US school bus
The US government's education agency has had to admit that data pertaining to 12,000 children and teenagers in Washington DC was recently exposed online Reuters

Private information relating to 12,000 special needs public school students in Washington DC has been accidentally leaked on to the internet, according to the state's education superintendent.

An internal memo sent by the Office of the State Superintendent of Education (OSSE) stated that someone in the office had uploaded data pertaining to 12,000 students in Washington DC from all levels including kindergarten (pre-school) through to 12<sup>th grade high school to a public Dropbox account folder.

The data related students who were part of the Individualised Education Program, which is a state programme where students with special needs are offered customised education plans, and the information included the students' identification numbers, age, race, school, disabilities and what services each child receives.

"I am deeply disappointed by this situation," Hanseul Kang, the state superintendent of education, wrote in a letter to colleagues on 9 February, which was seen by the Washington Post. "Our families deserve to know that their students' personal information is being kept confidential and secure in the education system."

The superintendent's office says only one person downloaded the document from the Dropbox account and that the person, who was part of a community organisation, verbally agreed to delete the document.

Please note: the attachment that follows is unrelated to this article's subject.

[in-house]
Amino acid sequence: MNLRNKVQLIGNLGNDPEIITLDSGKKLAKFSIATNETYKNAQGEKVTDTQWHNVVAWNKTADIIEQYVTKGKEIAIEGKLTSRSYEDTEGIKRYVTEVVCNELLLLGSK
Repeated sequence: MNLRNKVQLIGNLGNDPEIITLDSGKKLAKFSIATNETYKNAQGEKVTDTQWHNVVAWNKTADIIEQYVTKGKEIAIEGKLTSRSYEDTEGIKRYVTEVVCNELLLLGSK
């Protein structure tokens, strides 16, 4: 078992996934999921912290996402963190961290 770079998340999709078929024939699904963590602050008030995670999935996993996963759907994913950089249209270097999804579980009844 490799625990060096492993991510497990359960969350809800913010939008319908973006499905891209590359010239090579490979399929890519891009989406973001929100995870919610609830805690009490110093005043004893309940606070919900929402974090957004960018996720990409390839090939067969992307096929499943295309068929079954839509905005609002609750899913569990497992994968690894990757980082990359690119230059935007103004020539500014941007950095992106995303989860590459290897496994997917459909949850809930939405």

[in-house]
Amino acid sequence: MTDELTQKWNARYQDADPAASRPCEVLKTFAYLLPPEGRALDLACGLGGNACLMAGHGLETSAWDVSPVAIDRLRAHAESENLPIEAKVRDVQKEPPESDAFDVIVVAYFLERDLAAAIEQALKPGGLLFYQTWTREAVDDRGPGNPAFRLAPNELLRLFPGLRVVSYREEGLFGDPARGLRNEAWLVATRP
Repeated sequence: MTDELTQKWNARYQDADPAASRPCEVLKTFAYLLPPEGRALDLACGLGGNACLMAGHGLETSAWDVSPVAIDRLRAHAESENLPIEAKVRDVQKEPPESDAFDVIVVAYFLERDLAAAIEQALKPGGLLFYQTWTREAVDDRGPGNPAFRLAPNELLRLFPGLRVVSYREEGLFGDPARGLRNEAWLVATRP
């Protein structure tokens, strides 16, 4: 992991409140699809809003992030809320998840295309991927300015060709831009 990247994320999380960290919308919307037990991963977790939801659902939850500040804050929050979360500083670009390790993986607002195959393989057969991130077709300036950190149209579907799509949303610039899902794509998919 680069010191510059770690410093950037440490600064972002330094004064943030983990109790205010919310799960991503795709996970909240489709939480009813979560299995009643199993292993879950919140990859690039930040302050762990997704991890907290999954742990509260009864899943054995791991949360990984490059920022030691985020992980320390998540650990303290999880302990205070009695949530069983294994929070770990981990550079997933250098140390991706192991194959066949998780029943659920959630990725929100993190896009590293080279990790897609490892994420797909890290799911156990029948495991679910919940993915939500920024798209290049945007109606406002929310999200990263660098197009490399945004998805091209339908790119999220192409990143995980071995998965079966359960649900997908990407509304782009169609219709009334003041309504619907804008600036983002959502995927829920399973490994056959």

It is not yet known whom was responsible for posting the information to the office's public Dropbox folder but an investigation is now being carried out to determine who was responsible. However, it seems this is not the first time the office has accidentally released sensitive student information.

In March 2015, Buzzfeed filed a Freedom of Information request, and District of Columbia school administrators accidentally sent the website three Microsoft Excel files containing highly sensitive information about students in the Columbia school district.

One file contained names, birth dates, gender, race and ethnicity on more than 80,000 students, as well as two files on disciplinary data detailing which students had been suspended or expelled and why, as well as information on disabled students.

Although the OSSE attempted to redact the information using a feature in Excel that could lock and black out certain data in the files, this method was not fool-proof, and the data could be revealed if the files were saved in a non-Excel format. Buzzfeed agreed not to publish the information in the files.